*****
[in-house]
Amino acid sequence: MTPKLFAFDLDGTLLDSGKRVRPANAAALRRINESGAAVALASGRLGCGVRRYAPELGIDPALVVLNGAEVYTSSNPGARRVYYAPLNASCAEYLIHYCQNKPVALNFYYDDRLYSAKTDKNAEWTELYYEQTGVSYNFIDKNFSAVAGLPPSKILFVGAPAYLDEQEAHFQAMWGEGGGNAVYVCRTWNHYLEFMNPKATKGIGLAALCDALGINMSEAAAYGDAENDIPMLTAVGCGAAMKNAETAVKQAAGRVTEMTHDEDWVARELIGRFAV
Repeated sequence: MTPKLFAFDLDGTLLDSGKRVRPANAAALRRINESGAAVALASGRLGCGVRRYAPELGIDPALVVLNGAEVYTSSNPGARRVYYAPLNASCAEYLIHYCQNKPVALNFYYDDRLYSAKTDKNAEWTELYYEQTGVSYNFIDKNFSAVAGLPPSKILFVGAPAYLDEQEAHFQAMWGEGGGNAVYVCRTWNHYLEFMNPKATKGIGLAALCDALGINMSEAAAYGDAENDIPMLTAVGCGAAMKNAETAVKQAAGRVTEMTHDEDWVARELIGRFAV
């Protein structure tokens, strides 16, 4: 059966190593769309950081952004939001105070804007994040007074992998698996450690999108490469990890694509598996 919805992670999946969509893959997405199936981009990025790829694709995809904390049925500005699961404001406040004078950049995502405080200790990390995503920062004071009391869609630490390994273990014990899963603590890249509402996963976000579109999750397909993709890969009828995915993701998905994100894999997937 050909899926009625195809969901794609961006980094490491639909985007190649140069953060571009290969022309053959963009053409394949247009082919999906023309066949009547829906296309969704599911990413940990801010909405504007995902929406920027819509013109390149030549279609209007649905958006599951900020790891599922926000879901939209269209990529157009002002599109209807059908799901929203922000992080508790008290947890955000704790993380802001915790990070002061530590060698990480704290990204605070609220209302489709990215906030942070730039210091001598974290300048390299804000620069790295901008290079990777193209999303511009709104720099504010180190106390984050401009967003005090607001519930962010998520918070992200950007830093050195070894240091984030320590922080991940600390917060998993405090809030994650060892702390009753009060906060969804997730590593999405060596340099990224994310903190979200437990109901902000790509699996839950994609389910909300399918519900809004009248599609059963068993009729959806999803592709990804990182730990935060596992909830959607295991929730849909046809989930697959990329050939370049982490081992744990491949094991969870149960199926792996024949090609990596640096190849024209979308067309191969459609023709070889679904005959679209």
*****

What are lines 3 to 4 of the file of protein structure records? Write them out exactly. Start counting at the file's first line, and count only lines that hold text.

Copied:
Repeated sequence: MTPKLFAFDLDGTLLDSGKRVRPANAAALRRINESGAAVALASGRLGCGVRRYAPELGIDPALVVLNGAEVYTSSNPGARRVYYAPLNASCAEYLIHYCQNKPVALNFYYDDRLYSAKTDKNAEWTELYYEQTGVSYNFIDKNFSAVAGLPPSKILFVGAPAYLDEQEAHFQAMWGEGGGNAVYVCRTWNHYLEFMNPKATKGIGLAALCDALGINMSEAAAYGDAENDIPMLTAVGCGAAMKNAETAVKQAAGRVTEMTHDEDWVARELIGRFAV
């Protein structure tokens, strides 16, 4: 059966190593769309950081952004939001105070804007994040007074992998698996450690999108490469990890694509598996 919805992670999946969509893959997405199936981009990025790829694709995809904390049925500005699961404001406040004078950049995502405080200790990390995503920062004071009391869609630490390994273990014990899963603590890249509402996963976000579109999750397909993709890969009828995915993701998905994100894999997937 050909899926009625195809969901794609961006980094490491639909985007190649140069953060571009290969022309053959963009053409394949247009082919999906023309066949009547829906296309969704599911990413940990801010909405504007995902929406920027819509013109390149030549279609209007649905958006599951900020790891599922926000879901939209269209990529157009002002599109209807059908799901929203922000992080508790008290947890955000704790993380802001915790990070002061530590060698990480704290990204605070609220209302489709990215906030942070730039210091001598974290300048390299804000620069790295901008290079990777193209999303511009709104720099504010180190106390984050401009967003005090607001519930962010998520918070992200950007830093050195070894240091984030320590922080991940600390917060998993405090809030994650060892702390009753009060906060969804997730590593999405060596340099990224994310903190979200437990109901902000790509699996839950994609389910909300399918519900809004009248599609059963068993009729959806999803592709990804990182730990935060596992909830959607295991929730849909046809989930697959990329050939370049982490081992744990491949094991969870149960199926792996024949090609990596640096190849024209979308067309191969459609023709070889679904005959679209």